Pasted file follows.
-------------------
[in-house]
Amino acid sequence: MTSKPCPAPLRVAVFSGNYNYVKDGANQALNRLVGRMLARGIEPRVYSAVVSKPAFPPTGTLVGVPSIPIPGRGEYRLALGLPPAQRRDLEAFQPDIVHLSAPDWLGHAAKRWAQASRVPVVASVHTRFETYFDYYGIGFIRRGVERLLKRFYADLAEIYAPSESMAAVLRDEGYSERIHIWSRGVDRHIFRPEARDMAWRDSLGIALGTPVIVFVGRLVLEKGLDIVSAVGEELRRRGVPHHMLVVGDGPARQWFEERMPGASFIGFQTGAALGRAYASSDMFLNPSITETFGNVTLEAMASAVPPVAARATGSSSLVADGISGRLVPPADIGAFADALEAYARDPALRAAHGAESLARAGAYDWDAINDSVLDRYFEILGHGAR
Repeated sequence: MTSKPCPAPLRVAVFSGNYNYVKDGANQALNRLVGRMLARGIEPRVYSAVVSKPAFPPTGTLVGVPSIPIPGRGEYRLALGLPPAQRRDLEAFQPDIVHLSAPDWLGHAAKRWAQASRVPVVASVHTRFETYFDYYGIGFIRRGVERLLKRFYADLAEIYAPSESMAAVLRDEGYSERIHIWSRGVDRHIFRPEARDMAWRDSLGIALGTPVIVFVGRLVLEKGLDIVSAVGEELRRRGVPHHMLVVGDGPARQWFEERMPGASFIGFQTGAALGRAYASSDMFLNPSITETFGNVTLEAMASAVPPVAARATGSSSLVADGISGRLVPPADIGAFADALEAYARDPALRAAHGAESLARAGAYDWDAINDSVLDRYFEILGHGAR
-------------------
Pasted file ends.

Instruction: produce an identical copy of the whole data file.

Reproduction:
[in-house]
Amino acid sequence: MTSKPCPAPLRVAVFSGNYNYVKDGANQALNRLVGRMLARGIEPRVYSAVVSKPAFPPTGTLVGVPSIPIPGRGEYRLALGLPPAQRRDLEAFQPDIVHLSAPDWLGHAAKRWAQASRVPVVASVHTRFETYFDYYGIGFIRRGVERLLKRFYADLAEIYAPSESMAAVLRDEGYSERIHIWSRGVDRHIFRPEARDMAWRDSLGIALGTPVIVFVGRLVLEKGLDIVSAVGEELRRRGVPHHMLVVGDGPARQWFEERMPGASFIGFQTGAALGRAYASSDMFLNPSITETFGNVTLEAMASAVPPVAARATGSSSLVADGISGRLVPPADIGAFADALEAYARDPALRAAHGAESLARAGAYDWDAINDSVLDRYFEILGHGAR
Repeated sequence: MTSKPCPAPLRVAVFSGNYNYVKDGANQALNRLVGRMLARGIEPRVYSAVVSKPAFPPTGTLVGVPSIPIPGRGEYRLALGLPPAQRRDLEAFQPDIVHLSAPDWLGHAAKRWAQASRVPVVASVHTRFETYFDYYGIGFIRRGVERLLKRFYADLAEIYAPSESMAAVLRDEGYSERIHIWSRGVDRHIFRPEARDMAWRDSLGIALGTPVIVFVGRLVLEKGLDIVSAVGEELRRRGVPHHMLVVGDGPARQWFEERMPGASFIGFQTGAALGRAYASSDMFLNPSITETFGNVTLEAMASAVPPVAARATGSSSLVADGISGRLVPPADIGAFADALEAYARDPALRAAHGAESLARAGAYDWDAINDSVLDRYFEILGHGAR